Update on the latest business
Stocks drop in light trading
NEW YORK (AP) — Stocks have closed lower in light trading in a shortened post-Thanksgiving session.
Energy stocks fell along with the price of oil. U.S. crude is down 6.1 percent to $51.29 per barrel on renewed concerns that a slowing global economy could hurt demand. Among energy stocks, Chevron dropped 3.4 percent.
Technology stocks also weighed on the market. Apple fell 2.5 percent.
Bond prices fell. The yield on the 10-year Treasury note rose to 3.05 percent.
The S&P 500 closed in what’s known on Wall Street as a correction — 10 percent below its most recent high. The S&P 500 index fell 17 points, or 0.7 percent, to 2,632. The index is now down 10.2 percent from the record high set Sept. 20.
The Dow Jones Industrial Average dropped 178 points, or 0.7 percent, to 24,285. The Nasdaq composite fell 33 points, or 0.5 percent, to 6,938.
Black Friday still draws shoppers to stores
NEW YORK (AP) — It would have been easier to turn on their computers over plates of leftover turkey and take advantage of the Black Friday deals most retailers now offer online. But across the country, thousands of shoppers woke up before dawn the day after Thanksgiving to take part in this most famous ritual of American consumerism.
Many shoppers said Black Friday shopping is as much about the spectacle as it is about doorbuster deals.
Shoppers lined up outside the Mall of America in Bloomington, Minnesota by 4 a.m., and the crowd had grown to 3,000 people by the time doors opened at 5. In Ohio, a group of women was so determined, they booked a hotel room Thursday night to be closer to the stores. In New York City, one woman went straight from a dance club to a department store in the middle of the night.
Black Friday was expected to be the busiest shopping day of the year, according to ShopperTrak, a technology company. And analysts say Black Friday sales should be even bigger than a year ago.
Black Friday has morphed from a single day when people got up early to score door busters into a whole month of deals. Many major stores, including Walmart, Best Buy and Macy’s, start their blockbuster deals on Thanksgiving evening, which has thinned out the Friday crowds.
HOLIDAY SHOPPING-SUPREME COURT
Cyber Monday shoppers will see more sites charging sales tax
WASHINGTON (AP) — Shoppers heading online to purchase holiday gifts will find they’re being charged sales tax at websites where they weren’t before.
The reason has to do with the Supreme Court. A June ruling gave states the go-ahead to require more companies to collect sales tax on online purchases. Now, more than two dozen have moved to take advantage of the ruling.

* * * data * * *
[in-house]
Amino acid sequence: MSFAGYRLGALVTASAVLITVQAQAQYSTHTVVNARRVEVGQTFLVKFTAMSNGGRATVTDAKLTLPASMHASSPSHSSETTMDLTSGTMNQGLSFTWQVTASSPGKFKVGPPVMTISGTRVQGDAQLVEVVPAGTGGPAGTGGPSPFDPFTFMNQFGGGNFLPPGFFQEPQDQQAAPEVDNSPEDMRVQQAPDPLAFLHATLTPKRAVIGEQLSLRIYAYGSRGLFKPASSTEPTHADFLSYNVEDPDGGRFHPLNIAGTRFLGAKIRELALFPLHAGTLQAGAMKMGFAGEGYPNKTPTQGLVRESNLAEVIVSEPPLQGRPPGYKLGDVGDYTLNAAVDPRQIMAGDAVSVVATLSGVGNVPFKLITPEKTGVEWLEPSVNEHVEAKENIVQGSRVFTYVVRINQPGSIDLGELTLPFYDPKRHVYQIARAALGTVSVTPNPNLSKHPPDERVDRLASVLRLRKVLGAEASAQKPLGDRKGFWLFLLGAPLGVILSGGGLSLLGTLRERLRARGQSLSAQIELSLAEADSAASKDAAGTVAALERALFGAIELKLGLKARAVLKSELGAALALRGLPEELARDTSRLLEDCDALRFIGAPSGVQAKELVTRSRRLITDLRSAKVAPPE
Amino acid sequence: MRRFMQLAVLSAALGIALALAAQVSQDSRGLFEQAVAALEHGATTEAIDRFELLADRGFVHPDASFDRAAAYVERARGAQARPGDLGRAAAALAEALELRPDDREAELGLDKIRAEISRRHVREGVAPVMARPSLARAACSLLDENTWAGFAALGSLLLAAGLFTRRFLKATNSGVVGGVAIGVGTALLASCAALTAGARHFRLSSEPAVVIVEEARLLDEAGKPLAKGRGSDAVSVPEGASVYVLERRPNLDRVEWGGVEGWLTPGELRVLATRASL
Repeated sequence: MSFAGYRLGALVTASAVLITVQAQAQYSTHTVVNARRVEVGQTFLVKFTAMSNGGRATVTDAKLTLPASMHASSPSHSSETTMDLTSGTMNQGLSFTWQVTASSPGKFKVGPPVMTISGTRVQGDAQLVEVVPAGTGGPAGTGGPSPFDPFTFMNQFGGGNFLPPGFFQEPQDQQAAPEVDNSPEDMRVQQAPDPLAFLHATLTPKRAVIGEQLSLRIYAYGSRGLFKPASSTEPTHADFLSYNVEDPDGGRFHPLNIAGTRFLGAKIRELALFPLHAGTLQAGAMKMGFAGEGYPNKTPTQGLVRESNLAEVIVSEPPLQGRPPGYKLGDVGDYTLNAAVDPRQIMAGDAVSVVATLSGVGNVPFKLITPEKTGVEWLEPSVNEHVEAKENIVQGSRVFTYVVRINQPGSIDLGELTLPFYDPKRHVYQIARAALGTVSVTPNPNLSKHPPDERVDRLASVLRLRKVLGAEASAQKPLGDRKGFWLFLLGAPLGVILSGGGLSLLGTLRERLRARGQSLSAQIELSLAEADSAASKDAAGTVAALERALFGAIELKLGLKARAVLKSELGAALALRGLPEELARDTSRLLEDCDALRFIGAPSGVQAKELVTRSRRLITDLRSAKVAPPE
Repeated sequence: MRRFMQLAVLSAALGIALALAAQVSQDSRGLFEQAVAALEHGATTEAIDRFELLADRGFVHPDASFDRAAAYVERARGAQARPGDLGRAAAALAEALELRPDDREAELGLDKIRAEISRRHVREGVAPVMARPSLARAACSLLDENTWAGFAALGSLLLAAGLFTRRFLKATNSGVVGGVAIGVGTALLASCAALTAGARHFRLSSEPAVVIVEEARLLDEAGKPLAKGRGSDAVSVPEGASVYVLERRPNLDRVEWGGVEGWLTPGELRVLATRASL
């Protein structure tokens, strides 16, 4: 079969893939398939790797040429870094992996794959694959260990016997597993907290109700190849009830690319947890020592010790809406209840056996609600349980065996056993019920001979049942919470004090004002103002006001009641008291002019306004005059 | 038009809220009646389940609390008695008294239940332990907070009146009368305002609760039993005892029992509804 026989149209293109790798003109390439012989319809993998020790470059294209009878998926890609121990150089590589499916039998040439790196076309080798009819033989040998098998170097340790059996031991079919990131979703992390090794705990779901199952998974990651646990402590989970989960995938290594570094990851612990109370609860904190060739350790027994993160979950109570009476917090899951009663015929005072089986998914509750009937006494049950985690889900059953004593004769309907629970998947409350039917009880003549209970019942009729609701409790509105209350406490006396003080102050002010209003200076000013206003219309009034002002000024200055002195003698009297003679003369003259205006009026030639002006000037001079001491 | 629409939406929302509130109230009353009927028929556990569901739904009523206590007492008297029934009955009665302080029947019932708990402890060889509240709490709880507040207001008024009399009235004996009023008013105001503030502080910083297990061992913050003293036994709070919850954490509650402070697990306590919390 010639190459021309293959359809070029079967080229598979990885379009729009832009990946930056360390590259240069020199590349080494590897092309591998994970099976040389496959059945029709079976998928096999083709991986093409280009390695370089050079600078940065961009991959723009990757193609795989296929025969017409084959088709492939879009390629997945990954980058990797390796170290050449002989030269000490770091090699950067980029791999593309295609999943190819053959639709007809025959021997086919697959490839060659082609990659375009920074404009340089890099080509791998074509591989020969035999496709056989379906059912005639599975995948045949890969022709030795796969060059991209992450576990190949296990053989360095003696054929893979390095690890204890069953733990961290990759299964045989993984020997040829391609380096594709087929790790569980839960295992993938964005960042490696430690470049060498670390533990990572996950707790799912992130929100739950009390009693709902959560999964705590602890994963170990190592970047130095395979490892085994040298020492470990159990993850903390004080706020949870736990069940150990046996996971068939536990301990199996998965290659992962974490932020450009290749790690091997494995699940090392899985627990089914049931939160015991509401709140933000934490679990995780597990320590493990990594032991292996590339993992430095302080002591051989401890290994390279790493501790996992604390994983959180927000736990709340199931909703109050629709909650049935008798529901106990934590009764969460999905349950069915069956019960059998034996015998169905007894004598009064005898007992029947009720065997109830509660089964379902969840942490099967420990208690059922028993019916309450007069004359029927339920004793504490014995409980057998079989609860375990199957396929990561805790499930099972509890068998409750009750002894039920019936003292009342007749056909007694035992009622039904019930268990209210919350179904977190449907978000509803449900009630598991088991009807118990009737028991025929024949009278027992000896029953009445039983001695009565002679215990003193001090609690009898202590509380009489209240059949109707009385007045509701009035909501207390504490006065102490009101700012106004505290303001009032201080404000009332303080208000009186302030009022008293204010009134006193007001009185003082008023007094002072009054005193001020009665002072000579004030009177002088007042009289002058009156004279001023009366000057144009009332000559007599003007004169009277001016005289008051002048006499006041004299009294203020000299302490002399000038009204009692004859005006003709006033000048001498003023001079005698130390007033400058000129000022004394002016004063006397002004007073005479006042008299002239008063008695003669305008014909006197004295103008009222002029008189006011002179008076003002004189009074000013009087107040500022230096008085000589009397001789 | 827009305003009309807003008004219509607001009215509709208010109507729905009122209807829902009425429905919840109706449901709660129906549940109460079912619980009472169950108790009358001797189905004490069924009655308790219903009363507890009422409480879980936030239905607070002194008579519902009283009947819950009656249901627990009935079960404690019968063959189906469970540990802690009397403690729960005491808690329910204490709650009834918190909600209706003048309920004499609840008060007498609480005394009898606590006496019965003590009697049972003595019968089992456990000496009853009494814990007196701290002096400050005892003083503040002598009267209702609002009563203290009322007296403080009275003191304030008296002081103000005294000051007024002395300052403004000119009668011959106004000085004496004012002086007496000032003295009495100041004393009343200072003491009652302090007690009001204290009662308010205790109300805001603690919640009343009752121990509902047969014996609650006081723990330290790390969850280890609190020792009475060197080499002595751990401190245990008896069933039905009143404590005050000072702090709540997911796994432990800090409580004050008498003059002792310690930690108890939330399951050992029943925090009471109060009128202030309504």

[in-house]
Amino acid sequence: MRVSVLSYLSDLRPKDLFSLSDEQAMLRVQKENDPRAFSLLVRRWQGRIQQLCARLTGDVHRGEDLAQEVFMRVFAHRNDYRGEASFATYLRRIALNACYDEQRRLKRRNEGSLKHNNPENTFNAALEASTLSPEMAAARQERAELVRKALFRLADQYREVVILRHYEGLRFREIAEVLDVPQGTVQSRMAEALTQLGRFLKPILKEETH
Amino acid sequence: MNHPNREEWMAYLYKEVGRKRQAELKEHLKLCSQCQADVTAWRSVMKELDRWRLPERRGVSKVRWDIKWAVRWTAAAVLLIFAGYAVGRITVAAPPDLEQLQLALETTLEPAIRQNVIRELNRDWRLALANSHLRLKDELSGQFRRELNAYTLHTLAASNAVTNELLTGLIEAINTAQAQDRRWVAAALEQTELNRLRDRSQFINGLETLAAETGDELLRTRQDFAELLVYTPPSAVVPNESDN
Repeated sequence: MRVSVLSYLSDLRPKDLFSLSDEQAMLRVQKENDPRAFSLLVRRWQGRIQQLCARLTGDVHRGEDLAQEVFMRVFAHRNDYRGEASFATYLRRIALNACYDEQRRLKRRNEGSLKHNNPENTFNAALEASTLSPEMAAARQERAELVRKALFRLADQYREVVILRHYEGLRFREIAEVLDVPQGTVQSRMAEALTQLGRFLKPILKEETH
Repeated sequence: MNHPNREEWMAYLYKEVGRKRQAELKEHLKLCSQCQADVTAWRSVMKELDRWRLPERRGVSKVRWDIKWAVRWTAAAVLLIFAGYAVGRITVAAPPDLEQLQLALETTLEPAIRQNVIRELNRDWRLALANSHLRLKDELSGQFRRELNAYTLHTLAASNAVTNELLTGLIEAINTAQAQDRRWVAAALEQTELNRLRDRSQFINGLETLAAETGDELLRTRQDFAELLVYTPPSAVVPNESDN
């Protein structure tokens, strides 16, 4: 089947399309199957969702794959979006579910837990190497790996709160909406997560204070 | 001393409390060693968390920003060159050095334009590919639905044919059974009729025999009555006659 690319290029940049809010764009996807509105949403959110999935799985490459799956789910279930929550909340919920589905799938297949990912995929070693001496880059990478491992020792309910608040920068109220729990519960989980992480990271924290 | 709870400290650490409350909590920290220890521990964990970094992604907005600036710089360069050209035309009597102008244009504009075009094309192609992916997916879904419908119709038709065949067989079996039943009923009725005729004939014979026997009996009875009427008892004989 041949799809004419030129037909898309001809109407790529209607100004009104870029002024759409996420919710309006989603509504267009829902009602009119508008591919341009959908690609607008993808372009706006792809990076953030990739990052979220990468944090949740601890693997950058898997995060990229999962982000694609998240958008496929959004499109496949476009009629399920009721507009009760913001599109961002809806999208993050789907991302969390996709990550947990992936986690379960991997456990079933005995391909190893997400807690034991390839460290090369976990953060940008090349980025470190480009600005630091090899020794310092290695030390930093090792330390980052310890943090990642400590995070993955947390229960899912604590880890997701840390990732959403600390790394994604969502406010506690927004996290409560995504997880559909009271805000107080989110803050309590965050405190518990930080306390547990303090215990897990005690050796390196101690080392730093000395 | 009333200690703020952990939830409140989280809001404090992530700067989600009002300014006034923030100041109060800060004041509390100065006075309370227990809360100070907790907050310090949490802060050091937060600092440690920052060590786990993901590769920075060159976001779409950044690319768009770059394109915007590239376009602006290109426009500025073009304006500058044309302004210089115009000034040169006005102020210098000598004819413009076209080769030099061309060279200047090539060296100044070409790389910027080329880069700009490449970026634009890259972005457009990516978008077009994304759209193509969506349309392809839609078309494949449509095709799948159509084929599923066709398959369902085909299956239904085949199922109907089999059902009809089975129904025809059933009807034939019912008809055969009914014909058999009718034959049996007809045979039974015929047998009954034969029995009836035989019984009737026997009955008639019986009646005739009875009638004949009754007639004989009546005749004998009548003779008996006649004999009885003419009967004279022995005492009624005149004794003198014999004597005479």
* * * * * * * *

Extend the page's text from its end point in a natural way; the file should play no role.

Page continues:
Whether online shoppers get charged sales tax comes down to where they live and where they’re shopping.
Before the Supreme Court’s recent decision , the rule was that businesses selling online had to collect sales tax only in states where they had stores, warehouses or another physical presence. Now, states can force out-of-state sellers to collect sales tax if they’re doing a fair amount of business in the state.
GENERAL MOTORS-BRAKE INVESTIGATION
GM under investigation for faulty brake vacuum pumps
The U.S. government is investigating more than 100 complaints of poor brake performance on 2.7 million General Motors big pickups and SUVs.
The National Highway Traffic Safety Administration says a brake vacuum pump can deteriorate, causing increased braking effort and longer stopping distances.
The agency has 111 consumer complaints including nine crashes and two injuries.
The investigation covers 2014 through 2016 Chevrolet Silverado and GMC Sierra pickups. Also involved are Chevrolet Suburban and Tahoe, the GMC Yukon and Cadillac Escalade SUVs.
The agency will determine how often the problem happens and whether a recall is necessary.
Messages were left Friday seeking comment from GM.
ROAD SALT-STICKER SHOCK
Salt stress: Road salt prices higher as winter looms
ALBANY, N.Y. (AP) — Budget-busting road salt prices are leaving municipal officials in the Snow Belt hoping for a mild winter.
Salt supplies are tight on the heels of a harsh winter last year that depleted reserves, leaving many localities in the Northeast and Great Lakes to pay prices ranging from 5 percent higher to almost double.
The increases are frustrating to local officials who are locked into tight budgets. Some highway superintendents say they could choose to make their salt supplies last by mixing in cheaper materials, such as sand. And others say it could force them to defer other road projects.
Production issues at two major North American salt mines have contributed to the tight supplies.